January 30, 2012 at 9:52 pm

    • It is good that senegal is granting that Gulen is not behind everything. This is progress. Whether the Gulen people are using “big events” to their own benefit is all circumstantial and based on speculation. However, my fundamental point on Sik, Sener, and OdaTV people being involved in a coordinated effort to tie the Ergenekon case to the Gulen movement remains open and not responded. There are evidence in the documents provided by the prosecutor in the Sik case that clearly show a close communication between Oda TV people, Sik, Sener, and some police chiefs to manipulate information (i.e., to hide wrongdoings of certain police chiefs like Sabri Uzun, a friend of Hanefi Avci and his team, so that all the blame goes on other police chiefs). This is the real crime of Sik and Sener. There is nothing new as far as Sik’s book is concerned except the underlying idea that Gulen people are behind the Ergenekon. This is not journalism; it is disinformation and distortion of facts.

      As far as “calculations” by the Gulen movement, we don’t know who calculated what (again speculation). Senegal is attributing these calculations to unknown names in the Gulen group. But, the movement has always been on the target of certain segments. Their dormitories and schools have regularly been raided; every institution affiliated with Gulen people has been under scrutiny; and the Gulen people was the clear target of Turkish military chiefs. Why should the movement question themselves if nothing illegal has been legally attributed to them while some accusers are already in jail for their illegal tactics and unconstitutional decisions?


      February 3, 2012 at 12:31 am

  3. This article is a very important piece coming from a close friend of Hrant Dink. His anger at the abuse of Hrant Dink and endless efforts of manipulation by the so-called “freedom loving journalists” of Turkey are well placed. He uncovers how widespread the coalition of white Turks is and how they distort (and have been) facts in Turkey. Thanks Etyen and thanks Todays Zaman.. Please note his remark on how Sener attacked the police in the Dink case and purposefully ignored the role of military figures in the murder.



    February 3, 2012 at 4:36 pm

  4. Actually, Etyen Mahcupyan’s credibility is bankrupt. Sorry. And if you want to see how Hrant Dink’s name is abused, here is a very clear example, done by the very Zaman writers themselves. The “inconsistencies” you point out cannot be refuted with other texts by Zaman that DOES NOT mention Ramazan Akyurek’s promotion problems, and other issues. Sorry, again. If you read the following text, the true inconsistency and abuse of Hrant Dink’s name comes from Ekrem Dumanli, the editor in chief of Fethullah Gulen’s media flagship, who spread lies about Tarik Akan using Hrant Dink’s name, and Dink’s own brother refuted those claims. Here:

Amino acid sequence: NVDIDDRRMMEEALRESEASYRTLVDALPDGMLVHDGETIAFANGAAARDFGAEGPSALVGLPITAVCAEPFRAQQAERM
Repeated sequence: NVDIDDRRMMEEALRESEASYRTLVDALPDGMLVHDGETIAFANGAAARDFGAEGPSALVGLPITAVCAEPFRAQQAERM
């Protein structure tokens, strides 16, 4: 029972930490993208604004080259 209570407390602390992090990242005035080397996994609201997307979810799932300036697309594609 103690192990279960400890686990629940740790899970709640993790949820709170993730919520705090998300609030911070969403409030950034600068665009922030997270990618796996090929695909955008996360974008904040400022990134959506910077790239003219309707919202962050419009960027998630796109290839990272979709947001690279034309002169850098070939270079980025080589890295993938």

“Müjde Ar, Altın Portakal Film Festivali’nde Tarık Akan’ı sahneye davet ederken “Sinemada kazandığı tüm birikimlerini yarattığı okuluyla, öğrencileriyle paylaşan, onlarla yeri geldiğinde çocuk gibi olan birisi” dedi.

    Zaman Gazetesi Genel Yayın Müdürü Ekrem Dumanlı da bu sözden yola çıkarak kaleme aldığı yazısında Akan’la ilgili çarpıcı bir iddiayı gündeme getirdi.

    Dumanlı, ünlü oyuncunun mafya babası Dündar Kılıç’ı araya sokarak Taş Mektep’i Hrant Dink’in elinden aldığını öne sürdü. Ayrıca Akan’ın kira yüzünden Rum Vakfı’yla mahkemelik olduğunu yazdı.

    Hürriyet’te yer alan habere göre; iddialara Tarık Akan, Hrant Dink’in kardeşi Orhan Dink ve Bakırköy Aya Yorgi Rum Kilisesi Vakfı Başkanı Niko Atanasyadis’ten yanıt geldi.

    İDDİA 1: Dündar Kılıç aracı oldu
    YANIT 1: Dündar’ları karıştırdılar
    Tarık Akan: Bunlar iddialarını yalan üzerine kurmuşlar. Duyunca şoke oldum. Hepsini mahkemeye vereceğim. Yok öyle bir şey, nereden çıkarmışlar anlamıyorum. Biz bu okulu kurduğumuzda benim bir ortağım vardı, adı da Dündar Uçar’dı. Ortaklığımız yedi yıl önce sona erdi. Kendisi o dönem Özel Okullar Derneği başkanıydı. Ben eğitimciliği ondan öğrendim. Bunlar Dündar Uçar’ı Dündar Kılıç diye yazıyorlar.

    İDDİA 2: Hrant Dink tehdit edildi
    YANIT 2: Gönül rızasıyla verdik
    Orhan Dink: Tarık Akan’a yüklenmek istiyorlarsa, bunu ağabeyim Hrant Dink üzerinden yapmasınlar. O yazılanlar bizim açımızdan doğru değil. Biz 90’lı yıllarda Taş Mektep’i kiraladık ama daha önce Tarık Akan’a söz verildiğini öğrenince gönül rızasıyla okulu ona verdik. Tarık Akan o okulda iyi bir eğitim yapıyor. Olayın bizi ilgilendiren bir yönü yok.

    İDDİA 3: Rum Vakfı ile mahkemelik
    YANIT 3: Kirayı zamanında öder
    Niko Atanasyadis: Özel Taş İlköğretim Okulu, bizim vakfındır. Tarık Akan’ı yıllardır tanıyoruz, uyumlu bir kiracımızdır, çok sevdiğimiz iyi bir arkadaşımızdır. Kiralarını hep zamanında öder. Kira artışı yaptığımızda da bizleri anlar. Şimdiye kadar mahkemelik olacak bir olay yaşamadık. Aramızda bugüne kadar hiçbir problem çıkmadı.”


    No belief, no faith system should be as blinding and lead one to so militantly defend something so incredulously. Sorry Tarik, your replies are most disingenuous.


    February 12, 2012 at 8:14 pm